I have buckets of respect for my ZDNet colleague George Ou. He is that rare technologist with a gift for peering through the haze, and offering concrete explanations of the conceptual and the opaque in the tech world.
Yet George Ou's views skew more toward market-based solutions and remedies than proactive governmental and statutory remedies for infractions that may not have happened just yet.
Applying his perspective to the net neutrality debate, George likens the right of a phone company to boost connection speeds for favored content customers to that of an overnight delivery service to promise faster delivery to premium accounts that pay extra for it.
Update: George Ou says: I absolutely do NOT believe in an honor system of “take the Telco’s word”. Before there was ever any talk of Net neutrality, Madison River Communications tried to block Vonage and the FCC under Chairman Michael Powell slapped down Madison with a STOP this crap and a $15,000 fine. Under the new bill in congress without the extremist Markey amendment, the FCC must vet all complaints and fine up to $500,000 per incident. I wrote this on Wednesday’s blog here http://blogs.zdnet.com/Ou/?p=242&page=3 and I repeated it here http://blogs.zdnet.com/Ou/?p=243 in the very first paragraph. FCC mandatory reviews and a $500,000 fine per incident sure don’t sound like “take the Telco’s word” to me.
Update: George then makes the point that he believes these potential abuses can be best addressed by mandating that all ISPs disclose all network traffic metrics to the public. As a matter of fact, one of the most frustrating things about Internet Service providers is getting honest metrics and downtime statistics out of them. Forcing them to disclose their performance metrics, backhaul to last mile throughput ratios, QoS policies, and other pertinent data would shed light on any suspicious behavior or incompetence.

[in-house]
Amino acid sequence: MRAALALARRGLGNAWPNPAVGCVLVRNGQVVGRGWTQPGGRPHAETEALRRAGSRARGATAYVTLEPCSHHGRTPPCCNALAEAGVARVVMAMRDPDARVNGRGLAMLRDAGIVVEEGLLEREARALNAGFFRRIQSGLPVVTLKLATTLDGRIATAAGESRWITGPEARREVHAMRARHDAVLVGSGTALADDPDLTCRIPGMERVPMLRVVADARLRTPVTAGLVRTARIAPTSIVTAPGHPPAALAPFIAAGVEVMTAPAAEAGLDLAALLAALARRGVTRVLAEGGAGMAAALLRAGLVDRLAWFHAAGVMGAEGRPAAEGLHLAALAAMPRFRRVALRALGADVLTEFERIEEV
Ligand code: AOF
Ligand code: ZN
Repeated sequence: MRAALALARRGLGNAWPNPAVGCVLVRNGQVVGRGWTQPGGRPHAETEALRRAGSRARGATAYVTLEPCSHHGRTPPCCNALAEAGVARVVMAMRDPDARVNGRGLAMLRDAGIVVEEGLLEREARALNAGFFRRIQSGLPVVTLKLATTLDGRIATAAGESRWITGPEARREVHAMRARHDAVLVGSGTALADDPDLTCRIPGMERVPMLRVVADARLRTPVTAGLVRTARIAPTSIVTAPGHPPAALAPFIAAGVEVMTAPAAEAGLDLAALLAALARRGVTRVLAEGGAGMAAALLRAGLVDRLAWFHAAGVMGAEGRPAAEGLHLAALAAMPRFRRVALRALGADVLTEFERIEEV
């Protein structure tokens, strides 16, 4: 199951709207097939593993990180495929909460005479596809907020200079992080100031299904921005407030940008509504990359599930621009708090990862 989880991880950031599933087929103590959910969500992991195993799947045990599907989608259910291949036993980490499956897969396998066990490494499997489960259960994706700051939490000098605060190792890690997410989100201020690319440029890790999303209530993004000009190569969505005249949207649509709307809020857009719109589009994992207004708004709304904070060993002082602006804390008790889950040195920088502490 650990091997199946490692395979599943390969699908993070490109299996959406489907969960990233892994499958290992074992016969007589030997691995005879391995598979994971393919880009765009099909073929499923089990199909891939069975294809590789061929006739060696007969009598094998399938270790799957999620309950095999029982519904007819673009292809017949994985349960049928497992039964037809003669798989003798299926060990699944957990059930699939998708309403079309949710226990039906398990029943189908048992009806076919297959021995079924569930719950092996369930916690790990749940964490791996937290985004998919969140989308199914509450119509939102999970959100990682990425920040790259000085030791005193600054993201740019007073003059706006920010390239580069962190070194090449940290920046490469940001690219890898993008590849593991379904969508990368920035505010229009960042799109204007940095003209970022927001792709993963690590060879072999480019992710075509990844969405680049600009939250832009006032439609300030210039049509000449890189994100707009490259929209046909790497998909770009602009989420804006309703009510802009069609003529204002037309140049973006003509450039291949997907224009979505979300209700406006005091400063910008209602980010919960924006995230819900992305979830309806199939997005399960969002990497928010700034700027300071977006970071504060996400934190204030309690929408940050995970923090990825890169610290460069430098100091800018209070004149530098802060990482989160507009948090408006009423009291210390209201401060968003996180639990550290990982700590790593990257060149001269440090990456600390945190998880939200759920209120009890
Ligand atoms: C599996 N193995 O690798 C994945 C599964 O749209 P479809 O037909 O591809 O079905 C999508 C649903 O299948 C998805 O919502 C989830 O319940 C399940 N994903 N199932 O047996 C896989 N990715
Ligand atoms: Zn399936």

I for one, would support such disclosures. They would, at the least, provide substantive documentation that would be useful in discussing any untoward favoritism.
George then adds that if everyone is contending for the same bandwidth on an Internet backbone at the same moment in time, then the priority-service packets should never exceed half the total available bandwidth. He feels no network provider that uses their senses would violate such a policy, because that would cause service to degrade to the point that many customers would be alienated.
Here's where I differ. I don't think the designation of priority packets should be permitted. That opens up at least the possibility of favored Internet access to content partners. Plus, because of hubris, as well as the law of unintended consequences, I think that network providers may overestimate their ability to maintain system-wide quality for those packets that have not been blessed with what I could colloquially call "most favored packets" standards.
George then adds: "Furthermore, if a Telco builds additional infrastructure on top of what they already have for the purpose of transporting Internet traffic, they should not be permitted to designate that entire new infrastructure for priority service and must reserve at least half of that new resource for general purpose 'best effort' service."
Once again, I disagree. I find the notion of quotas objectionable. If all packets were treated equally, true, that might be a form of socialism, but I don't trust carrier-content provider dealmaker cabals.
George also finds major fault with the now-defeated Markey bill, which would have banned surcharges for premium service. I have no problem when a network provider raises monthly subscription fees in markets where speeds have been boosted, but I don't think there should be surcharges for different speeds.
So I am guessing that George and I have a reasonable disagreement driven as much by political philosophy as anything else. I believe that regulation is necessary to curb the type of impulses laid bare in the statements of AT&T CEO Ed Whitacre and others. An impulse that left to its own devices, would nickel and dime and fee customers well past the point of irritation because institutional investors are yelling for a point or two more of return. I also believe regulation is necessary to level the playing field between those power packet creators and the small Internet content and service providers who lack the capital, dealmaker connections, or both, to play equally.